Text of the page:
Sun, Apr 22, 2018 - Page 8 News List

Taiwan in Time: Historic meeting in the southern seas

The Koo-Wang talks of 1993 opened the door to cross-strait negotiations, but its success was cut short due to increased tensions between Taiwan and China

By Han Cheung  /  Staff reporter

Koo Chen-fu, left, shakes hands with Wang Daohan during the Koo-Wang talks in 1993.

Photo courtesy of Wikimedia Commons

April 23 to April 29

On the 20th anniversary of the Koo-Wang talks in 2013, then-president Ma Ying-jeou (馬英九) praised the meeting as a landmark in peaceful relations between Taiwan and China, opening up the era of “negotiation over antagonism” and “practical discussions while finding common ground and preserving our differences.”

From April 27 to April 29, 1993, then-Straits Exchange Foundation (SEF, 海峽交流基金會) chairman Koo Chen-fu (辜振甫) and his Chinese counterpart Wang Daohan (汪道涵) met in Singapore. It was the first public meeting since 1949 to occur between chairmen of Taiwanese and Chinese non-governmental organizations.

However, “peace” was not exactly what ensued as relations between both sides remained rocky, especially when China fired missiles into the waters surrounding Taiwan in 1995, igniting the Third Taiwan Strait Crisis in a bid to influence the results of Taiwan’s 1996 first ever direct presidential elections.

Even so, Koo and Wang were able to meet one more time in Shanghai in 1998, but after that there would be no more meetings between the two organizations until 2008 when Ma became president.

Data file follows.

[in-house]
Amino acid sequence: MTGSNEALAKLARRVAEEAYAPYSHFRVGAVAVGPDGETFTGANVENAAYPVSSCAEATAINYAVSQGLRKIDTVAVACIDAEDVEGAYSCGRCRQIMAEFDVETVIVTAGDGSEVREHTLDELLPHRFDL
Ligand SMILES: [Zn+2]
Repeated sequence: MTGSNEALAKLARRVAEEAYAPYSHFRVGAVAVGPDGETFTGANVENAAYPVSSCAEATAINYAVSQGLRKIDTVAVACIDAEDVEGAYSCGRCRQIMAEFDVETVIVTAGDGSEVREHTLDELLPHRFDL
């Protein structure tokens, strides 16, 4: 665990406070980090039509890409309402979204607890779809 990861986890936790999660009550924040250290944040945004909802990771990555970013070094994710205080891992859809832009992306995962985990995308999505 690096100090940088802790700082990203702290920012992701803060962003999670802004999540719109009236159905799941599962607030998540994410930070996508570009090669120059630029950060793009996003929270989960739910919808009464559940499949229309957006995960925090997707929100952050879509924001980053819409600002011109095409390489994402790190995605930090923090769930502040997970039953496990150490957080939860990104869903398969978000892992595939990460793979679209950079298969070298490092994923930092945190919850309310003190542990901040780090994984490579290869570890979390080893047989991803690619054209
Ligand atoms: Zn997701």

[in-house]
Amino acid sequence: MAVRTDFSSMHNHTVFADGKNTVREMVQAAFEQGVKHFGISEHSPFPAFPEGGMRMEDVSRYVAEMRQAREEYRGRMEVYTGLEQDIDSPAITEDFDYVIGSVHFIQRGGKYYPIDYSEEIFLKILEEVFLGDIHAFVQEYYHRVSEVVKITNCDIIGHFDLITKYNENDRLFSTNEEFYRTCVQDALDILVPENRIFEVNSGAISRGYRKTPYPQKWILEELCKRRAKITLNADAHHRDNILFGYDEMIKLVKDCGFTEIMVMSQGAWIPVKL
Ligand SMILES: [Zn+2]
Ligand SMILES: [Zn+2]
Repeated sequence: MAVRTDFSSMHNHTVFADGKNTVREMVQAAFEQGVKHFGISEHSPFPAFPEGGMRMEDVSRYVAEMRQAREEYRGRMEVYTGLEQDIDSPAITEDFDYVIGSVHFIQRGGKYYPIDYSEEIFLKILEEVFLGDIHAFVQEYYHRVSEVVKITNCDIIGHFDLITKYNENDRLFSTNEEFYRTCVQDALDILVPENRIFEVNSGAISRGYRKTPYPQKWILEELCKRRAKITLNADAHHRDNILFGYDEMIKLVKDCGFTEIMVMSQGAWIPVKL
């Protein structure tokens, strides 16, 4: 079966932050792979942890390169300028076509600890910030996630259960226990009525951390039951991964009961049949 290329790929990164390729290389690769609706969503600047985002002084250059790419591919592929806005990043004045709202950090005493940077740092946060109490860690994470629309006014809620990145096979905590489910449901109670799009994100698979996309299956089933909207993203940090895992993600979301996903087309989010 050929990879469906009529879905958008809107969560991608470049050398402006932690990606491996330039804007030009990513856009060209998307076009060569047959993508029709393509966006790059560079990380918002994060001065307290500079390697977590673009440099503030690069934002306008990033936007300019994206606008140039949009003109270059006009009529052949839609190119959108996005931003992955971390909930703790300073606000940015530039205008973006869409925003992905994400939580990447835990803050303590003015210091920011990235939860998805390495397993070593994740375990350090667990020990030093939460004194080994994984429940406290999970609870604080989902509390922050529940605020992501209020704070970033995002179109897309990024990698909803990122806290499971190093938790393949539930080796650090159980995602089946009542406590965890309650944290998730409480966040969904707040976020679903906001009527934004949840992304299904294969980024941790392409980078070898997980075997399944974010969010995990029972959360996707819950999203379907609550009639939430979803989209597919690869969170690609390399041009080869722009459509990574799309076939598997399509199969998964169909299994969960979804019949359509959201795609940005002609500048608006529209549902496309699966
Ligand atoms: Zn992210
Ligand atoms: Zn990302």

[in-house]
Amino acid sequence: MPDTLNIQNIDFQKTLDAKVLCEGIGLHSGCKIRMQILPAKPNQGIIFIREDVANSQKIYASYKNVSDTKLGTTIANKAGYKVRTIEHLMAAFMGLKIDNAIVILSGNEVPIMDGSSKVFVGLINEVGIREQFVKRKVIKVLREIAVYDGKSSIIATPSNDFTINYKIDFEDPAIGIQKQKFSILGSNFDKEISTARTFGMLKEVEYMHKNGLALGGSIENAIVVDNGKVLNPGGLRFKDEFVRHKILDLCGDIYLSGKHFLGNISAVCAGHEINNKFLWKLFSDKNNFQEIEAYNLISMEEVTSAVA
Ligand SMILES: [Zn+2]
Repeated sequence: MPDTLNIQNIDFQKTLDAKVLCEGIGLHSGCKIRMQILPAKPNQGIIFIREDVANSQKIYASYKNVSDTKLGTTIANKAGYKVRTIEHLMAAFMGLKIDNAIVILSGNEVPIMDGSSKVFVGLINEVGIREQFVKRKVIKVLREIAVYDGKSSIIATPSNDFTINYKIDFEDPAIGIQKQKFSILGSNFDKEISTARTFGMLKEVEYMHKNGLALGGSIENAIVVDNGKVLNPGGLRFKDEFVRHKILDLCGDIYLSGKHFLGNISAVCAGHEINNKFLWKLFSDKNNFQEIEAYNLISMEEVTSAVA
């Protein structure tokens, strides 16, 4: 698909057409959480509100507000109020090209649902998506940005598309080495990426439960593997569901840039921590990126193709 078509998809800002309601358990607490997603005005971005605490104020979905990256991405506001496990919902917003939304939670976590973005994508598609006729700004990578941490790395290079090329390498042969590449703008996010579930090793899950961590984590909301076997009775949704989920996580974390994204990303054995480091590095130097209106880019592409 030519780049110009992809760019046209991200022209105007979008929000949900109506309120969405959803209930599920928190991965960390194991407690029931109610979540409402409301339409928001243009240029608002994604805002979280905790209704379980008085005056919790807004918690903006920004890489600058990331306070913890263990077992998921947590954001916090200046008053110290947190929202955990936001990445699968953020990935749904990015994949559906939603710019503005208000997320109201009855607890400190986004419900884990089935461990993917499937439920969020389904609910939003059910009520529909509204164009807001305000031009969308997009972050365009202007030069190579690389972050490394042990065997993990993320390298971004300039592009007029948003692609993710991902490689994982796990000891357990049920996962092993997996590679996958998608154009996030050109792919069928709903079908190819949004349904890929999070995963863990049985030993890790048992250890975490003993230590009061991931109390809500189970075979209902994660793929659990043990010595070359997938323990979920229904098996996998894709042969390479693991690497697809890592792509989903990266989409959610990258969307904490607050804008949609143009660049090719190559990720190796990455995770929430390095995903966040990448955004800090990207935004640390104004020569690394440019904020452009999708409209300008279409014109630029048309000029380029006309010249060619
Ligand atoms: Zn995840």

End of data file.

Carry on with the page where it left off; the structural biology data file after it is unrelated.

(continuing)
HISTORIC MEETING

The “no contact, no compromise, no negotiation” relations between Taiwan and China started thawing with the lifting of martial law in 1987, and in November of that year Taiwanese were allowed to enter China for the first time since 1949 to visit relatives.

The SEF was established in 1990 with government support as an intermediary body to handle cross-strait affairs since the two sides were still officially not talking to each other. In November 1991, China established its counterpart, Association for Relations Across the Taiwan Straits.

ARATS wasted no time. In January 1992, it sent a fax to the SEF office inviting its chairman to visit China to “strengthen the communication between both sides and exchange ideas for cooperation.”

The talks were delayed due to debate over how they would handle the political situation: both sides claimed to be the legitimate ruler of both Taiwan and China.

In August, Wang sent a letter to Koo inviting him again: “In the past year, cross-Strait relations, especially in economic cooperation, has been increasingly vibrant. This is very moving and exciting … I hope we can meet soon just to talk about economic development, affairs between the two organizations as well as other issues. This is the optimal time, therefore I hereby extend another invitation.”

In Koo’s reply, he agreed that interorganizational affairs and economic development should be the main focus — such as safeguarding the rights of Taiwanese businessmen in China — and suggested Singapore as an alternate meeting location. Although the Chinese at first insisted on having at least a “pre-meeting meeting” in China, they later conceded to a single conference in Singapore.

In October of that year, the two offices met in British-ruled Hong Kong to prepare for the meeting, which resulted in the controversial so-called “1992 consensus” where both sides agreed on the “one-China” principle but with different interpretations on each side.

Whether the “consensus” was legitimate or not, it paved the way for the Koo-Wang talks by side-stepping contentious issues.

More than 200 reporters from 10 countries and territories, including 107 from Taiwan, arrived in Singapore for this historic event. The opposition Democratic Progressive Party (DPP) also sent a delegation led by then-legislator Shih Ming-teh (施明德) to Singapore to protest the meeting.

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